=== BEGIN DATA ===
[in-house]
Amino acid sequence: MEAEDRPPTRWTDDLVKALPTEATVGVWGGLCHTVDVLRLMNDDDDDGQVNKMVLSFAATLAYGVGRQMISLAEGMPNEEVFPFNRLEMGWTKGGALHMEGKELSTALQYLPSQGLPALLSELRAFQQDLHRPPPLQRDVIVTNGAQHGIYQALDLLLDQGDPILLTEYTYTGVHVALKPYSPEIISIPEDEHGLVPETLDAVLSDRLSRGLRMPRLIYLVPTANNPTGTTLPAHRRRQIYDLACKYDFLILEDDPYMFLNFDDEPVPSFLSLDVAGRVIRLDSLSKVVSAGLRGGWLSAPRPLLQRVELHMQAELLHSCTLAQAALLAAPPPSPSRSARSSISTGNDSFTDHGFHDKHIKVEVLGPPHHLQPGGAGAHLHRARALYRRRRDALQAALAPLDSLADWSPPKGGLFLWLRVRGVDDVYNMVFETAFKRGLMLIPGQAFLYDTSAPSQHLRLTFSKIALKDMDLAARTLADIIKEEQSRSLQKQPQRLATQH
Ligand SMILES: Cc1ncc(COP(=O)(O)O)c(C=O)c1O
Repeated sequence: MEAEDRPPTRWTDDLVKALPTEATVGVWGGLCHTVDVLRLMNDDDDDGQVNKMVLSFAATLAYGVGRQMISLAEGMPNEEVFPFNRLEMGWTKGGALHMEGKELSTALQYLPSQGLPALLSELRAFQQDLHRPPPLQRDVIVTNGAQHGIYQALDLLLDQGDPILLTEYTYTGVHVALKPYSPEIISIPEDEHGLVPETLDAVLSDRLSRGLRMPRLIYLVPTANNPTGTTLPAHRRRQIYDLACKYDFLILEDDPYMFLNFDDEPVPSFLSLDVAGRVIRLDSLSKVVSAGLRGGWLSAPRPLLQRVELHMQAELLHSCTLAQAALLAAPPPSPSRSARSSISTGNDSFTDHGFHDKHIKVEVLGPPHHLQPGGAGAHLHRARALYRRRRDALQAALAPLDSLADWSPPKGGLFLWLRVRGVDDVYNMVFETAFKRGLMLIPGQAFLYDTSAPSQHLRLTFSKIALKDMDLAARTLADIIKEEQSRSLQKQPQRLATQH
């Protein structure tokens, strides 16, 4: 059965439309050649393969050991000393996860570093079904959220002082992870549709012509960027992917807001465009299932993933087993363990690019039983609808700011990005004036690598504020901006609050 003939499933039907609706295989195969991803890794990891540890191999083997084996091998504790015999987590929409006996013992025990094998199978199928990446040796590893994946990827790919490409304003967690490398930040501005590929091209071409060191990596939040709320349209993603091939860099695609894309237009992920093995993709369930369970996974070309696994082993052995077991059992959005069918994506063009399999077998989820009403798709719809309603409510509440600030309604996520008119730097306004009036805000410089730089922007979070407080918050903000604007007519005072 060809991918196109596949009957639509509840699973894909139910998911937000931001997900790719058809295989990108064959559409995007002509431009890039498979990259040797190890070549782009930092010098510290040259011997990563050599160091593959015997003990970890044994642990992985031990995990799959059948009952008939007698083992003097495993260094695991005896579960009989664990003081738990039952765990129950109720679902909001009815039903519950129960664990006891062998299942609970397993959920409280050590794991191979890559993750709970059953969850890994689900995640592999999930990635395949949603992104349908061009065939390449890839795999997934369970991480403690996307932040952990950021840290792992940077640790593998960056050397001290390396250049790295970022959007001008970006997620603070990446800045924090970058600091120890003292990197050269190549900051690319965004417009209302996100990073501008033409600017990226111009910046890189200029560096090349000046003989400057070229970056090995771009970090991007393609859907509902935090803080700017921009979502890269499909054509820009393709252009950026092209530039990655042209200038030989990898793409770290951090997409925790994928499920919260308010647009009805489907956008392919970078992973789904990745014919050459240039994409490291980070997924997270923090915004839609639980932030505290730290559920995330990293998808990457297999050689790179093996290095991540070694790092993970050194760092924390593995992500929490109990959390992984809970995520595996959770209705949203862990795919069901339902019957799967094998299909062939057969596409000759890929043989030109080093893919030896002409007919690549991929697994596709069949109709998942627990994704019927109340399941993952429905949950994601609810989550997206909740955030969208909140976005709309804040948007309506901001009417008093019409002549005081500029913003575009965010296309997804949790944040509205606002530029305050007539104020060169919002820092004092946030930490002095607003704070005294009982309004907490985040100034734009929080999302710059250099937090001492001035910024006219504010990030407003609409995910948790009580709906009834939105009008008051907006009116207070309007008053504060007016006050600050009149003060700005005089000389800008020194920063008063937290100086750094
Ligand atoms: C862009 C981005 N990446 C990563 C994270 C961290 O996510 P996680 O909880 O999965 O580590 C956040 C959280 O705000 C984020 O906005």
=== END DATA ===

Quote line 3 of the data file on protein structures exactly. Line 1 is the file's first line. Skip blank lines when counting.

Ligand SMILES: Cc1ncc(COP(=O)(O)O)c(C=O)c1O